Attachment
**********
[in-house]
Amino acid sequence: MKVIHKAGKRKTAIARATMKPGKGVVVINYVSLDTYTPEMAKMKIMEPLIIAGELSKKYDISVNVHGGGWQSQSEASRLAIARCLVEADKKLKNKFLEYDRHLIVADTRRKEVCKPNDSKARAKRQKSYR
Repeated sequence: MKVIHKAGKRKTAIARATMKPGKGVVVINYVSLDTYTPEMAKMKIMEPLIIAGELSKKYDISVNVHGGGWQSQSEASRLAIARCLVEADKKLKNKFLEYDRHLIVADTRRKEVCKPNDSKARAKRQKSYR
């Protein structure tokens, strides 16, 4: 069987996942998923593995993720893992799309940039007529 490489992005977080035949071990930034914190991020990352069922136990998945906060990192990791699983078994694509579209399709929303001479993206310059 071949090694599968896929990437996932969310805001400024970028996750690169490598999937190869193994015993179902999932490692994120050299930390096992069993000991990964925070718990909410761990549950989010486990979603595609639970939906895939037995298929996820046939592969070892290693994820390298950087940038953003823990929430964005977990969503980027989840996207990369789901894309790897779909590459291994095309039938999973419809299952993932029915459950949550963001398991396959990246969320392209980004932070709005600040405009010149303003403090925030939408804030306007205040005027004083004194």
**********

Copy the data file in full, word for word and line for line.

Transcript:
[in-house]
Amino acid sequence: MKVIHKAGKRKTAIARATMKPGKGVVVINYVSLDTYTPEMAKMKIMEPLIIAGELSKKYDISVNVHGGGWQSQSEASRLAIARCLVEADKKLKNKFLEYDRHLIVADTRRKEVCKPNDSKARAKRQKSYR
Repeated sequence: MKVIHKAGKRKTAIARATMKPGKGVVVINYVSLDTYTPEMAKMKIMEPLIIAGELSKKYDISVNVHGGGWQSQSEASRLAIARCLVEADKKLKNKFLEYDRHLIVADTRRKEVCKPNDSKARAKRQKSYR
């Protein structure tokens, strides 16, 4: 069987996942998923593995993720893992799309940039007529 490489992005977080035949071990930034914190991020990352069922136990998945906060990192990791699983078994694509579209399709929303001479993206310059 071949090694599968896929990437996932969310805001400024970028996750690169490598999937190869193994015993179902999932490692994120050299930390096992069993000991990964925070718990909410761990549950989010486990979603595609639970939906895939037995298929996820046939592969070892290693994820390298950087940038953003823990929430964005977990969503980027989840996207990369789901894309790897779909590459291994095309039938999973419809299952993932029915459950949550963001398991396959990246969320392209980004932070709005600040405009010149303003403090925030939408804030306007205040005027004083004194």